You think that guy living next door who lets his dog bark at midnight is a bad neighbor? Try living near the corner of Martin Luther King Jr. Boulevard and 24th Avenue in South Oak Park.
For at least the past decade, that little slice of working class Sacramento has been the wrecking grounds for one Martin A. Gonzalez. At least that’s what City Hall alleges.
Gonzalez’s alleged pattern of crime and nuisance has gotten so bad that the city filed a lawsuit against him last month, seeking to ban him from South Oak Park for good. Apparently 23 trips in a police car hasn’t done the trick, so the city wants a judge to intervene.
“This is kind of our last resort,” City Attorney James Sanchez said.
Sign Up and Save
Get six months of free digital access to The Sacramento Bee
The complaint against Gonzalez lays out the impact he has had on South Oak Park, often in colorful detail.
He’s been accused of arson, lewd conduct, defecating in public, ripping the protective plates off a power pole and hurling large concrete blocks and rocks. He has “continuously stolen metal” and other property, hauled piles of garbage into the neighborhood and done drugs in the street, according to the complaint.
It gets weirder. Once, he “frightened children by walking around with a blanket covering his head while grunting and making strange noises,” the lawsuit said. Another time, he “filled a shopping cart with carpet he had smeared with canine feces and used a bicycle lock to attach the cart to a homeowner’s fence.”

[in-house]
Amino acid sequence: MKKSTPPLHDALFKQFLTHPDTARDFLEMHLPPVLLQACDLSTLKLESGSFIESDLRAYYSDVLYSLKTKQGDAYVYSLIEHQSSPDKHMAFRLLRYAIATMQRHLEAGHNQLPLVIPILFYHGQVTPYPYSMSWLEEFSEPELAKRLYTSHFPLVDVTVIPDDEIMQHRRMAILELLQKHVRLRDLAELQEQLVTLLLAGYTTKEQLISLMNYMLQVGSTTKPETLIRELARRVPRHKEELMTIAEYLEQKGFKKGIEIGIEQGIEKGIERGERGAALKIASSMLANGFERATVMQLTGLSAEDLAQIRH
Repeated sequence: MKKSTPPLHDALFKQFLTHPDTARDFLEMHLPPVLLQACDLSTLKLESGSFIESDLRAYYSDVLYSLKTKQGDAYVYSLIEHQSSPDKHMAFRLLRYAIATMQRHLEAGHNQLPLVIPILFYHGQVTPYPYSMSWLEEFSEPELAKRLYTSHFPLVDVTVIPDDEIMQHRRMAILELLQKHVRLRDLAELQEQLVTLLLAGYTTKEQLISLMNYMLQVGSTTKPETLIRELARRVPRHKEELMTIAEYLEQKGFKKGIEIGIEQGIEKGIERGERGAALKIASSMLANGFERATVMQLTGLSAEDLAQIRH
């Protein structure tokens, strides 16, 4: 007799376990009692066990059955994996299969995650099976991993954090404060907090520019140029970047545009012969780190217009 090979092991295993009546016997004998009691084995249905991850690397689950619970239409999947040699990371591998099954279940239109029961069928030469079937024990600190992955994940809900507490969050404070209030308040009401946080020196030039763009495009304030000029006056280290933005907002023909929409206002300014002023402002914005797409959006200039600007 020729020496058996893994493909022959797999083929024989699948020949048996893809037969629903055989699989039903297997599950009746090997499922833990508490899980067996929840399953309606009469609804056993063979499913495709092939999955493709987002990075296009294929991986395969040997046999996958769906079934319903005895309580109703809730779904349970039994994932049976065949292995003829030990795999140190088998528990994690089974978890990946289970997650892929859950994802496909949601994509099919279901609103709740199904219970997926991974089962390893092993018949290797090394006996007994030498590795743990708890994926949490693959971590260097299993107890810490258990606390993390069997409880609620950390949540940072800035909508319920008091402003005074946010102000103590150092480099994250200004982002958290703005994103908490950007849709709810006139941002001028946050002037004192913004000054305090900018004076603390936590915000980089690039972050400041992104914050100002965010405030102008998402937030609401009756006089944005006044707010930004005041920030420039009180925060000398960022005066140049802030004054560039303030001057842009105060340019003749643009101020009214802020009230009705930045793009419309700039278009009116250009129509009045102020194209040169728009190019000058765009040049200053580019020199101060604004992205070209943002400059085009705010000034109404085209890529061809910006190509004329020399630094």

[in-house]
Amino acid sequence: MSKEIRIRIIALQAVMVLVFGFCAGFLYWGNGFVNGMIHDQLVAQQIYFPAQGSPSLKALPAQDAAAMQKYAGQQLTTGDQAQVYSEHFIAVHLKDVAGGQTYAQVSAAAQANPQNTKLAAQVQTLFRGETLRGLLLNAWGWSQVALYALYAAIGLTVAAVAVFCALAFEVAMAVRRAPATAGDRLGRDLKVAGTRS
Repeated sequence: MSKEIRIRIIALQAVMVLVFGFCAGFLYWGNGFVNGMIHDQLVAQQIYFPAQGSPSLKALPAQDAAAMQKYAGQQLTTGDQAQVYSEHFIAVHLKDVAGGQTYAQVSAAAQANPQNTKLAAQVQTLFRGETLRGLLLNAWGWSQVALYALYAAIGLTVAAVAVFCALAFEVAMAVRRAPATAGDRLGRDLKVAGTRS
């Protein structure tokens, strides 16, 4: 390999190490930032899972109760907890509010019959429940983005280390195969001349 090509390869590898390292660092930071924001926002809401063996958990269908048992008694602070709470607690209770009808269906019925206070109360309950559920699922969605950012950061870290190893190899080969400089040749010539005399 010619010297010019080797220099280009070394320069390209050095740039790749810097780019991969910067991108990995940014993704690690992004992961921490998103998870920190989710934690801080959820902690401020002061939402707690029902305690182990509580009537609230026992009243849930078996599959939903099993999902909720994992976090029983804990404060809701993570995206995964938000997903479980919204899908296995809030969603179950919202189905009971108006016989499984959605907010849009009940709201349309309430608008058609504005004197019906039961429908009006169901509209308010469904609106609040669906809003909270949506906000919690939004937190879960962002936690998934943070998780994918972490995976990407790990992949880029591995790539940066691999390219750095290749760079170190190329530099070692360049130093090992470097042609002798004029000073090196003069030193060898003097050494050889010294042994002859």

And yet despite that alleged behavior – and multiple complaints from residents - Gonzalez remained on the street.
According to his Sacramento court file, Gonzalez has rarely faced severe punishment for his arrests, serving 150 days in jail here, 90 days there. Sometimes he’d get a 45-day stint in a work furlough program. He once got sentenced to two years in a state prison, records show.
And then, the city contends, he’d be back in South Oak Park, wreaking havoc.
This is an unusual case. Some cities place injunctions on organized street gangs, seeking to block them from hanging out together in certain neighborhoods. But this case involves a city of a half-million people suing one guy who, according to the allegations in the lawsuit, has tormented a small, economically depressed area.
Some of Gonzalez’s alleged behavior occurred near Christian Brothers High School and Oak Ridge Elementary School. Most of the neighborhood is residential, and more than 40 percent of the families live below the poverty level.
The city attorney’s office hasn’t heard from Gonzalez since filing its lawsuit Dec. 22. The suit said Gonzalez is a transient and doesn’t say where he stays or give his age.
Sanchez said the city has filed similar actions in the past, but not often. If a judge grants an injunction banning Gonzalez from South Oak Park, it could give the cops more to work with if he’s arrested again, making it more likely Gonzalez would face stiffer penalties, Sanchez said.
“He’s built quite a record there,” Sanchez said. “And we got to a point where we have this pattern and we’re not seeing change.”